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Ameren Illinois warns customers about utility scams
Scam attempts on the rise during the COVID-19 pandemic

COLLINSVILLE (June 24, 2020) – Ameren Illinois is warning its business and residential customers to be on alert for utility scams. Posing as electric, water or natural gas company employees, scammers threaten to disconnect or shut off service if customers do not make an immediate payment by prepaid card or other non-traceable form of payment. 

The company is seeing an increase in scam attempts during the COVID-19 pandemic, with scammers looking to use the situation to steal money and personal information from Ameren Illinois customers.  

"The economic hardship caused by COVID-19 has left many customers vulnerable to these schemes," said Mary Heger, Senior Vice President of Customer Experience, Ameren Illinois.  Heger noted that Ameren Illinois has temporarily suspended service disconnections for non-payment during the COVID-19 pandemic. 

"It is more important than ever that customers are vigilant in protecting themselves and their personal information."

Signs of potential scam activity

  • Threat to disconnect: Scammers may aggressively tell you that your utility bill is past due and service will be disconnected if a payment isn't made. Typically, the scammer will tell you that a disconnection will occur within an hour.
  • Request for immediate payment: Scammers may instruct you to purchase a prepaid card. The scammer will ask you to return a call for immediate bill payment. When you return the scammer’s call, the scammer asks you for the number on the prepaid card. This allows the scammer to gain instant access to the card’s funds. In addition, scammers may ask you to download an app to make immediate payment, which you should avoid.
  • Fake case number and/or fake truck identification number: Scammers are known to record a voice message and use it to trick customers into thinking they've called the utility company. The scammer gives a fake case number and/or fake identification number of a company truck that is in the vicinity of the customer's home.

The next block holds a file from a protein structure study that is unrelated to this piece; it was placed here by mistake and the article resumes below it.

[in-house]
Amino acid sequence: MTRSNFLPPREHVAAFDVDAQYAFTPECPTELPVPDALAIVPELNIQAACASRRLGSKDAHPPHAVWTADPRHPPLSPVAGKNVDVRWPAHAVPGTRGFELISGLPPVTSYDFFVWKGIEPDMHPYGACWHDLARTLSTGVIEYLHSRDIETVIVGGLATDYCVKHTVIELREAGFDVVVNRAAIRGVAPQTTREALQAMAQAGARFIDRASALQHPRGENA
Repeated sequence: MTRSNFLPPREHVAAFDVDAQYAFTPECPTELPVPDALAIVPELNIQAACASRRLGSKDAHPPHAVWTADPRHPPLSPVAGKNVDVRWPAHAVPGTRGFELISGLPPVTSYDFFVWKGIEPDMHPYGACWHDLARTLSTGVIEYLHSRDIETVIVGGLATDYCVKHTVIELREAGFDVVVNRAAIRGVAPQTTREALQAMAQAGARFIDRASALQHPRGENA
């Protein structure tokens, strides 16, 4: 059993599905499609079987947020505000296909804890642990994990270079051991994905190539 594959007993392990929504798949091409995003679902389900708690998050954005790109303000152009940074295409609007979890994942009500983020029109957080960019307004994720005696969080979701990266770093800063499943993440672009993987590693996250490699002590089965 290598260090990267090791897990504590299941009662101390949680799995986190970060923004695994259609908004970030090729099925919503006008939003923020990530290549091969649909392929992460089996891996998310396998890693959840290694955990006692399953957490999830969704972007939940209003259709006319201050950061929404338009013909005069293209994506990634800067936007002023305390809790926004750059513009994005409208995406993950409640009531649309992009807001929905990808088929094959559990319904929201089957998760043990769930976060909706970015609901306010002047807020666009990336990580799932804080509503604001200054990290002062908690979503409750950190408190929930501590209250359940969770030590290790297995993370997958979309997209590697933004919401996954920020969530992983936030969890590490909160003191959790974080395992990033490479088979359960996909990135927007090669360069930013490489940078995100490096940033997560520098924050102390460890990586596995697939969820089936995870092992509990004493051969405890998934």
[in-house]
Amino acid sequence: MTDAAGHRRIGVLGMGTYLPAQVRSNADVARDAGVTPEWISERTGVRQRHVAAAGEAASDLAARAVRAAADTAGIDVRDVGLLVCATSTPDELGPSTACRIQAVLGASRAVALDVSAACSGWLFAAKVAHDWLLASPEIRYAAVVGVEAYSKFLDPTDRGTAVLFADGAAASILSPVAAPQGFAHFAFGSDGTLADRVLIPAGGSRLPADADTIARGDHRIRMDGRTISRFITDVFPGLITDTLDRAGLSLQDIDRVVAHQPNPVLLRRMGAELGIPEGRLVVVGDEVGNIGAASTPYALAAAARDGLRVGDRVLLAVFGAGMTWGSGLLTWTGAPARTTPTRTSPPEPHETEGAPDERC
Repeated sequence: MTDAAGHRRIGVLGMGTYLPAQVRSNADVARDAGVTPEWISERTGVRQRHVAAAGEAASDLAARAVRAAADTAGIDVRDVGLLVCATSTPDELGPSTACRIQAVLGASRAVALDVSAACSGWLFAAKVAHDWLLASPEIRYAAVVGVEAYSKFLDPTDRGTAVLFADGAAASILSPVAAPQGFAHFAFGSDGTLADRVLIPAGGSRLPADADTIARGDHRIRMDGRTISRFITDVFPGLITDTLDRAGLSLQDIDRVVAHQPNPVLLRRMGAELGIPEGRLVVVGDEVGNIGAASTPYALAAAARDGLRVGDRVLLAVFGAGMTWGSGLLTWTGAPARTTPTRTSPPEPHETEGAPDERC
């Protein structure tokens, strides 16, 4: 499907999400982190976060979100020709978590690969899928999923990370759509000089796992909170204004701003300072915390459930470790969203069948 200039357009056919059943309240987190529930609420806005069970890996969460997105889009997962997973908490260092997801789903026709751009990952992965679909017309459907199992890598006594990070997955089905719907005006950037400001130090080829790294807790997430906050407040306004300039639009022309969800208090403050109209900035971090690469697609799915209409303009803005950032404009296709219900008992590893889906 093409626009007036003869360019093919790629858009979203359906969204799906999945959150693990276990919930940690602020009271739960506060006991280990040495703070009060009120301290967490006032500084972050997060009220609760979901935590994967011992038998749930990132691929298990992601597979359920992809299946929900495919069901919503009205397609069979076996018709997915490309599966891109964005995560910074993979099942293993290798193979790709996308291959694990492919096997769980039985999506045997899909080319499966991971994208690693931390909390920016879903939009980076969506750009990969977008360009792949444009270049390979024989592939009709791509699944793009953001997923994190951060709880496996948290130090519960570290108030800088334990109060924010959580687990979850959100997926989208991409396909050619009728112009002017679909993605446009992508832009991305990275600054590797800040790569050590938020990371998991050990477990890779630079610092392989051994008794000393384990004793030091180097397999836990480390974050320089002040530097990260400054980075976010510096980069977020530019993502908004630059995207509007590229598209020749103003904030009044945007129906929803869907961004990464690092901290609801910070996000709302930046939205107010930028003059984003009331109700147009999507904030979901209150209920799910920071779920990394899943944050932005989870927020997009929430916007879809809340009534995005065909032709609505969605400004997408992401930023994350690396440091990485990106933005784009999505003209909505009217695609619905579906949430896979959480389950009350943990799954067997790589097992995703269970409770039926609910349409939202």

• Equipment or repair bogus fee: Scammers may call demanding a separate payment to replace or install a utility-related device or meter.
  • Overpayment trick: When scammers call claiming that you've overpaid your utility bill and need to provide personal bank account information or a credit card number to facilitate a refund.
  • Power restoration rip-off: Scammers may call offering to restore power quickly or in a preferential order for immediate payment typically in the aftermath of a severe storm causing widespread power outages.

How to protect yourself

  • Never give your credit card, debit card, Social Security, ATM, checking or savings account numbers to anyone who calls, sends an email or comes to your home requesting this information.
  • Don't trust anyone asking for immediate payment. Ameren Illinois will never call or e-mail and demand immediate payment. If you suspect that someone is impersonating an Ameren Illinois employee, end the conversation and immediately call Ameren Illinois at 1.800.755.5000.
  • Sign up to manage your account online at Ameren.com where you can immediately check the status of your account. 
  • Never purchase a prepaid card to avoid service disconnection or shut-off. In addition, never download an app to make immediate payment. Legitimate utility companies don't specify how customers should make a bill payment and always offer a variety of ways to pay a bill. Ameren customers can make payments online, by phone, electronic check, mail or at in-person payment locations.
  • For more information, visit Ameren.com/stop-scams. Customers should also follow Ameren on social media to receive the latest updates on scams.

About Ameren Illinois
Ameren Illinois delivers energy to 1.2 million electric and 816,000 natural gas customers throughout central and southern Illinois. Our service territory covers more than 1,200 communities and 43,700 square miles. Our mission is to power the quality of life. For more information, visit AmerenIllinois.com. Follow us on Twitter @AmerenIllinois and Facebook.

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Kelly Hendrickson

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